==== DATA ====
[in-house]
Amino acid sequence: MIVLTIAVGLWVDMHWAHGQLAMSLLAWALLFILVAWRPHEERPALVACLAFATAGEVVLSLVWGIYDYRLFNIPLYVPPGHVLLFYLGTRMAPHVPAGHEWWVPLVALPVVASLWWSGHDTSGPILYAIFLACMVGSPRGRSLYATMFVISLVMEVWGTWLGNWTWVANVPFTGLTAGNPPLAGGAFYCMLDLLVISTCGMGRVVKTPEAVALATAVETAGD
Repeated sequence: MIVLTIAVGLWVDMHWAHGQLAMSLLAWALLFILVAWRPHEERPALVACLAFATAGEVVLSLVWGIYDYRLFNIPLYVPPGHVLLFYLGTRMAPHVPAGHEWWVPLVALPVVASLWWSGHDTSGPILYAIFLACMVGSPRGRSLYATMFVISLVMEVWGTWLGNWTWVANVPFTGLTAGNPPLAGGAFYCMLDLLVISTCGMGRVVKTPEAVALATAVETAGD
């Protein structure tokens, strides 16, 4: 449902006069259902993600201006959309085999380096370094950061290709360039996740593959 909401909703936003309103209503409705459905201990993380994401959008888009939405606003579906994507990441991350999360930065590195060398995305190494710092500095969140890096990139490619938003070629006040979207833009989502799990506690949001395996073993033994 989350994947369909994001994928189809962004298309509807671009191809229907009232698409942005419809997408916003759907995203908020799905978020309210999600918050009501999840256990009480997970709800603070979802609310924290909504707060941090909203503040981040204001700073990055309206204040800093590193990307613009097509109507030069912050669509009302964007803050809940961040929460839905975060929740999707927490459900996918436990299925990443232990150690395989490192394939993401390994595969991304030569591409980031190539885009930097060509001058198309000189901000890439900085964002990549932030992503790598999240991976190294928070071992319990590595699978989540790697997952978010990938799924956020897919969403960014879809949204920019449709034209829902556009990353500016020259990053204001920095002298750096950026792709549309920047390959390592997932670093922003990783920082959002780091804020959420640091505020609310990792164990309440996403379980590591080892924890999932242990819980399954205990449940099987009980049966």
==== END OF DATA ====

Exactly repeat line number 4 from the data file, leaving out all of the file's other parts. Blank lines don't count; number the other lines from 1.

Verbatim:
């Protein structure tokens, strides 16, 4: 449902006069259902993600201006959309085999380096370094950061290709360039996740593959 909401909703936003309103209503409705459905201990993380994401959008888009939405606003579906994507990441991350999360930065590195060398995305190494710092500095969140890096990139490619938003070629006040979207833009989502799990506690949001395996073993033994 989350994947369909994001994928189809962004298309509807671009191809229907009232698409942005419809997408916003759907995203908020799905978020309210999600918050009501999840256990009480997970709800603070979802609310924290909504707060941090909203503040981040204001700073990055309206204040800093590193990307613009097509109507030069912050669509009302964007803050809940961040929460839905975060929740999707927490459900996918436990299925990443232990150690395989490192394939993401390994595969991304030569591409980031190539885009930097060509001058198309000189901000890439900085964002990549932030992503790598999240991976190294928070071992319990590595699978989540790697997952978010990938799924956020897919969403960014879809949204920019449709034209829902556009990353500016020259990053204001920095002298750096950026792709549309920047390959390592997932670093922003990783920082959002780091804020959420640091505020609310990792164990309440996403379980590591080892924890999932242990819980399954205990449940099987009980049966």